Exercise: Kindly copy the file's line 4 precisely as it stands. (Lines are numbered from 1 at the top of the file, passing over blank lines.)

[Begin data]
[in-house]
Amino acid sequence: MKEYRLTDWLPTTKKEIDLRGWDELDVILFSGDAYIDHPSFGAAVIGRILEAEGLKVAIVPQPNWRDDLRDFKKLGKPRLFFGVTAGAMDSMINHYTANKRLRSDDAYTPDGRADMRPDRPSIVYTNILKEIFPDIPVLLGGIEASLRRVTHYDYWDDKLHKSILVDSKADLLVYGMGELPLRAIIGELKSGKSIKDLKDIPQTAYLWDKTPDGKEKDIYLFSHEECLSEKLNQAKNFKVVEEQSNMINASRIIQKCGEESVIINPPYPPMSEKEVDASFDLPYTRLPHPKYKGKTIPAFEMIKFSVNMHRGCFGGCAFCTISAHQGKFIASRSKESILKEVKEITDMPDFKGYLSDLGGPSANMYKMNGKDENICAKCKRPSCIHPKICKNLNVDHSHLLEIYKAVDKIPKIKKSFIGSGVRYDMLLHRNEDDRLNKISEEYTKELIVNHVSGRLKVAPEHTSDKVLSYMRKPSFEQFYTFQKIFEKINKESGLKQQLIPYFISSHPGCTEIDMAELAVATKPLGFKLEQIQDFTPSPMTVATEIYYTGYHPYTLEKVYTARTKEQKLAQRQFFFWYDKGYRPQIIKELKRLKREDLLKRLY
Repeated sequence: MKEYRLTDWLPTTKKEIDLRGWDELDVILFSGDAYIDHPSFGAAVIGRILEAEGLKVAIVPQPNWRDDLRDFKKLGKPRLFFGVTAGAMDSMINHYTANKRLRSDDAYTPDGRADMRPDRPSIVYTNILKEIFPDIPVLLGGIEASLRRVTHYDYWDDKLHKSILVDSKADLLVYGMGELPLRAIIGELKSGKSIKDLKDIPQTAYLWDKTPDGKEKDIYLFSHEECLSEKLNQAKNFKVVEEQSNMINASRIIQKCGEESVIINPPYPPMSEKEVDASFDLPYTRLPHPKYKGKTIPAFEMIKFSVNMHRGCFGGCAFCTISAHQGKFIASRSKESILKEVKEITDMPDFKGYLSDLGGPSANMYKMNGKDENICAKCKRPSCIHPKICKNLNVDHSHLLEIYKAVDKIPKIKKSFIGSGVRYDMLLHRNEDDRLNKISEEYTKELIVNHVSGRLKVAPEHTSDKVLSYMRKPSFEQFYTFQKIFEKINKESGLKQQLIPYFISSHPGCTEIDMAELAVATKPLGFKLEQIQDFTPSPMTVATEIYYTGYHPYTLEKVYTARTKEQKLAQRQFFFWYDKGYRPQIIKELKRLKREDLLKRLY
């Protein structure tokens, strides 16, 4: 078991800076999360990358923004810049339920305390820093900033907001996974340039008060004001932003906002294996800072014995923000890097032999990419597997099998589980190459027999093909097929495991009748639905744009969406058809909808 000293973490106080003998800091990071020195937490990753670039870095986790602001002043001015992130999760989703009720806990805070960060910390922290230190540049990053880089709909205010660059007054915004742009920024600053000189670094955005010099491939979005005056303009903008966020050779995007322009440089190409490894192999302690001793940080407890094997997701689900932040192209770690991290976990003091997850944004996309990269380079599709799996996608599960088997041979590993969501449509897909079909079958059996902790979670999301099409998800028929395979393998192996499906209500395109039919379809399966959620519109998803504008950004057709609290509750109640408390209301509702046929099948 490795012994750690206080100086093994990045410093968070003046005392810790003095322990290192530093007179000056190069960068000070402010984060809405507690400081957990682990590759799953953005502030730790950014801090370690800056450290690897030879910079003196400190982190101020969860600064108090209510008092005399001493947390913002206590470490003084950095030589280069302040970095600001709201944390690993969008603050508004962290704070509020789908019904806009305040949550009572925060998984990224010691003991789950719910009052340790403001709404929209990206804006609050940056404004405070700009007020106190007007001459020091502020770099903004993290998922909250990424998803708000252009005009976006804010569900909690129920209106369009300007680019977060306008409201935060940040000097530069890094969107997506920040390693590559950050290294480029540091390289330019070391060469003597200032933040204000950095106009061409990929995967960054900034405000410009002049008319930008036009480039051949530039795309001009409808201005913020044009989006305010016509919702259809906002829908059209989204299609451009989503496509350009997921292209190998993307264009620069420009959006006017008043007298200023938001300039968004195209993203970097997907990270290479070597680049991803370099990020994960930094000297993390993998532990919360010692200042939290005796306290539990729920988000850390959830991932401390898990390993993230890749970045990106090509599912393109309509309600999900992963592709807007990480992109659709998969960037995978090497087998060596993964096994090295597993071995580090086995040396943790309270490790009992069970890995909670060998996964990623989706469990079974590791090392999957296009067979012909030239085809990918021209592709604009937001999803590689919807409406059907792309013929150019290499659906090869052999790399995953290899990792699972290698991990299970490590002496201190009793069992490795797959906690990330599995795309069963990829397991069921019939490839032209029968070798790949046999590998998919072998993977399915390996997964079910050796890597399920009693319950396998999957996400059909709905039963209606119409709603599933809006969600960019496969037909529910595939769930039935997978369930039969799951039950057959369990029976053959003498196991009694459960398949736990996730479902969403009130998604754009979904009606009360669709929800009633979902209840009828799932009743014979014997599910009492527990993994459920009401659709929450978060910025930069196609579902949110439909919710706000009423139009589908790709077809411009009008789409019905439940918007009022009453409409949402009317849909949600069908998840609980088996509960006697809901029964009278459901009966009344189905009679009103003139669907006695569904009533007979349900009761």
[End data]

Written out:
């Protein structure tokens, strides 16, 4: 078991800076999360990358923004810049339920305390820093900033907001996974340039008060004001932003906002294996800072014995923000890097032999990419597997099998589980190459027999093909097929495991009748639905744009969406058809909808 000293973490106080003998800091990071020195937490990753670039870095986790602001002043001015992130999760989703009720806990805070960060910390922290230190540049990053880089709909205010660059007054915004742009920024600053000189670094955005010099491939979005005056303009903008966020050779995007322009440089190409490894192999302690001793940080407890094997997701689900932040192209770690991290976990003091997850944004996309990269380079599709799996996608599960088997041979590993969501449509897909079909079958059996902790979670999301099409998800028929395979393998192996499906209500395109039919379809399966959620519109998803504008950004057709609290509750109640408390209301509702046929099948 490795012994750690206080100086093994990045410093968070003046005392810790003095322990290192530093007179000056190069960068000070402010984060809405507690400081957990682990590759799953953005502030730790950014801090370690800056450290690897030879910079003196400190982190101020969860600064108090209510008092005399001493947390913002206590470490003084950095030589280069302040970095600001709201944390690993969008603050508004962290704070509020789908019904806009305040949550009572925060998984990224010691003991789950719910009052340790403001709404929209990206804006609050940056404004405070700009007020106190007007001459020091502020770099903004993290998922909250990424998803708000252009005009976006804010569900909690129920209106369009300007680019977060306008409201935060940040000097530069890094969107997506920040390693590559950050290294480029540091390289330019070391060469003597200032933040204000950095106009061409990929995967960054900034405000410009002049008319930008036009480039051949530039795309001009409808201005913020044009989006305010016509919702259809906002829908059209989204299609451009989503496509350009997921292209190998993307264009620069420009959006006017008043007298200023938001300039968004195209993203970097997907990270290479070597680049991803370099990020994960930094000297993390993998532990919360010692200042939290005796306290539990729920988000850390959830991932401390898990390993993230890749970045990106090509599912393109309509309600999900992963592709807007990480992109659709998969960037995978090497087998060596993964096994090295597993071995580090086995040396943790309270490790009992069970890995909670060998996964990623989706469990079974590791090392999957296009067979012909030239085809990918021209592709604009937001999803590689919807409406059907792309013929150019290499659906090869052999790399995953290899990792699972290698991990299970490590002496201190009793069992490795797959906690990330599995795309069963990829397991069921019939490839032209029968070798790949046999590998998919072998993977399915390996997964079910050796890597399920009693319950396998999957996400059909709905039963209606119409709603599933809006969600960019496969037909529910595939769930039935997978369930039969799951039950057959369990029976053959003498196991009694459960398949736990996730479902969403009130998604754009979904009606009360669709929800009633979902209840009828799932009743014979014997599910009492527990993994459920009401659709929450978060910025930069196609579902949110439909919710706000009423139009589908790709077809411009009008789409019905439940918007009022009453409409949402009317849909949600069908998840609980088996509960006697809901029964009278459901009966009344189905009679009103003139669907006695569904009533007979349900009761």